In FIG. 2a, an arbitrary selectable icon or item on the face of the screen is shown as 1, which may depict a push button, for example. The push button 1 will be assigned a mathematical mass value m in accordance with the preferred embodiment of the mouse pointer control process depicted in FIG. 1, which will be described later. The displayed mouse selection pointer 4 and the real, physical mouse selection pointer 5 have positions coincide with one another, as shown in FIG. 2a, in most normal operation. That is, the user positions the mouse selection pointers 4 and 5 by means of his track ball, mouse tracking device, pointer stick, joy stick or the like in a normal fashion and sees no difference in operation depicted on the face of his user's screen. However, in accordance with the preferred embodiment, the mouse selection pointer 4 is deemed to be the "virtual mouse" while the "real mouse" pointer 5 is assigned a mass value M. It is distinguished from the real physical mouse pointer position in the drawing of FIG. 2 by being depicted with solid lines, while the real physical mouse pointer position is depicted in dashed or dotted lines.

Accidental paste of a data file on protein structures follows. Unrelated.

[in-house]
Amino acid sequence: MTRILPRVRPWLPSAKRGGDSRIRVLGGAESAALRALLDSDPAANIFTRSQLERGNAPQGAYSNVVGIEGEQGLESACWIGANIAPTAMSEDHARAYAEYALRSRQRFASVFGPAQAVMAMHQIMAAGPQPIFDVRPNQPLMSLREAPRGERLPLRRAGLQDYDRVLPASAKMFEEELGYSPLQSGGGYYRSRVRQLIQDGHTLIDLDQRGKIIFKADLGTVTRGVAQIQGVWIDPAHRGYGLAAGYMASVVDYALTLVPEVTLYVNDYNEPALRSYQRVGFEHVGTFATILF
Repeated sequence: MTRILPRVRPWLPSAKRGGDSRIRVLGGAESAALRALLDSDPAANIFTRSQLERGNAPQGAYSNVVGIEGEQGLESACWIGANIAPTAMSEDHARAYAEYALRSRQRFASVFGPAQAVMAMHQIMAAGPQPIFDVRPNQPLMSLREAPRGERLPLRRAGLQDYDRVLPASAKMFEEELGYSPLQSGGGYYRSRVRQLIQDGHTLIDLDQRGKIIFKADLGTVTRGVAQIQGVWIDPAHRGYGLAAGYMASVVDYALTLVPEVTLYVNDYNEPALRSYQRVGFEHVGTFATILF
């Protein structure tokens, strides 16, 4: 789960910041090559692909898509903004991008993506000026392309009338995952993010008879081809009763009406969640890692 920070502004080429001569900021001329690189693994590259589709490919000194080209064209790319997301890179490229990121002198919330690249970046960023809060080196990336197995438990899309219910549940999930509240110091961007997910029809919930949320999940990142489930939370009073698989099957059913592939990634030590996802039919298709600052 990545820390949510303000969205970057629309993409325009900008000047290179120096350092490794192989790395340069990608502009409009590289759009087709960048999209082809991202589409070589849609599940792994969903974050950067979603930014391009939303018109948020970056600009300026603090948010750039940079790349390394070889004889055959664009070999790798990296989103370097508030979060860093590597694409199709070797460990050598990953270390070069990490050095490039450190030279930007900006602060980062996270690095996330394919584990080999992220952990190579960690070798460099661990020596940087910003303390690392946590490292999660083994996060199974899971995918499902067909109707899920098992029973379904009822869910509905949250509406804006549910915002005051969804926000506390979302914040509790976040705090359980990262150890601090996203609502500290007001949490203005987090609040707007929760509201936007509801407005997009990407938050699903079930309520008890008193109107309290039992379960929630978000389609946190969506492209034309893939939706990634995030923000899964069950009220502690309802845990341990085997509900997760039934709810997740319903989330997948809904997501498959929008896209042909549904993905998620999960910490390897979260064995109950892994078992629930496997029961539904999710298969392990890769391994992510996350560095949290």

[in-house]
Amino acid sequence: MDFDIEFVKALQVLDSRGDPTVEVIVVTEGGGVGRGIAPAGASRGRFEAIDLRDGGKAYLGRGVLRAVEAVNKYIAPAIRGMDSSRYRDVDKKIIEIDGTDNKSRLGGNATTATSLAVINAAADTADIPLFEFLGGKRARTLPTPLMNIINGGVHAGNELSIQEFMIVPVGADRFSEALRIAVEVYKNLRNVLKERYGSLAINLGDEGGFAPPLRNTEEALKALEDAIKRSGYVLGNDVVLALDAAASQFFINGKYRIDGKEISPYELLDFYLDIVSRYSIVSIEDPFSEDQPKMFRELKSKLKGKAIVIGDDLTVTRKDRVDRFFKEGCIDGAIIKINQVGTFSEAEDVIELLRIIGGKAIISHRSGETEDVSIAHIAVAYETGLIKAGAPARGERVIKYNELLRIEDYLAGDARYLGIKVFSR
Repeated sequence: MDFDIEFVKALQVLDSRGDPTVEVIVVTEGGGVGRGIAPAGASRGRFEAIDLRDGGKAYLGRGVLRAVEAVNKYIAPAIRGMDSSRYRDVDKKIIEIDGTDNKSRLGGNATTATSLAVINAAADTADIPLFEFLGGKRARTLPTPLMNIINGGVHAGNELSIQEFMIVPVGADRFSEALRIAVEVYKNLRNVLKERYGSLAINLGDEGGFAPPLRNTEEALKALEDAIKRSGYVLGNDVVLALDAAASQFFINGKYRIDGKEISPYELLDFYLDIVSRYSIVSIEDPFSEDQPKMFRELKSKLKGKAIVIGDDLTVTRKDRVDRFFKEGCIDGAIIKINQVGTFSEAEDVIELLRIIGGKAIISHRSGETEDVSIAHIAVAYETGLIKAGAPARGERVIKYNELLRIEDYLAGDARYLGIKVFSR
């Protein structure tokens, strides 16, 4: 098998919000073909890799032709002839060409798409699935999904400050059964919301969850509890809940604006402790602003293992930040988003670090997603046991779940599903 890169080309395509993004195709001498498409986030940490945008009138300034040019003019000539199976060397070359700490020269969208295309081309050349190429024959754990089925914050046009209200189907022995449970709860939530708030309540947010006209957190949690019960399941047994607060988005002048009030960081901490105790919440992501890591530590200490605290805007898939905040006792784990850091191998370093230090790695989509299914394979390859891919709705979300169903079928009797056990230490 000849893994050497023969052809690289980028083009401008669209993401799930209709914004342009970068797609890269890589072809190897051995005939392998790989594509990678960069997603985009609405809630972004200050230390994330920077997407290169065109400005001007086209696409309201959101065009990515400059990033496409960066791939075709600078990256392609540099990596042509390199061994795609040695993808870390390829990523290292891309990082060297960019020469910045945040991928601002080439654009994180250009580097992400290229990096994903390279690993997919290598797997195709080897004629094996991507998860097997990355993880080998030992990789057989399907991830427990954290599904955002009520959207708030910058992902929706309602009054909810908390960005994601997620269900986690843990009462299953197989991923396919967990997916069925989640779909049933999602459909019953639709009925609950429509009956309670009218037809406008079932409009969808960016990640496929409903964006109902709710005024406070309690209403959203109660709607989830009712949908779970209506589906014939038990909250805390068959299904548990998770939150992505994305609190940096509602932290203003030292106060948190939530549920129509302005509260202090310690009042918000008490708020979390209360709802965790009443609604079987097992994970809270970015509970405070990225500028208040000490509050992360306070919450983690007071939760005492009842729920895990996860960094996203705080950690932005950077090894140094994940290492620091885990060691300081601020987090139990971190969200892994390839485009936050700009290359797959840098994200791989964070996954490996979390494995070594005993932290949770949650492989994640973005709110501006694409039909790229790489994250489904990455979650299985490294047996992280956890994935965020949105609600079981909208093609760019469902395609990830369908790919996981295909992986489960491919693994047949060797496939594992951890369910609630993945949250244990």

In FIG. 2b, it is shown that the user has positioned the mouse selection pointer to touch, but not cross, a boundary 3 calculated by the computer system process of FIG. 1 to exist at a radius or boundary dimension B surrounding the selectable object 1. The boundary B has a radius depicted as 2 in these figures. It will be observed that in FIG. 2a, the dimension d between the mouse selection pointer displayed and the active mass center of the selectable object 1 depicted on the screen is such that the boundary dimension 3 is much less that the distance d between the pointer and the selectable object. In FIG. 2b, the mouse selection pointer is positioned just on the boundary where the dimension d equals the boundary dimension B. At this point, both the real physical mouse pointer position and the displayed virtual mouse pointer position still coincide, as shown in FIG. 2b. However, turning to FIG. 2c, when the user positions the mouse selection pointer to just cross the boundary dimension B, i.e., when the dimension d is less than or equal to B, the two entities of mouse selection pointer become apparent.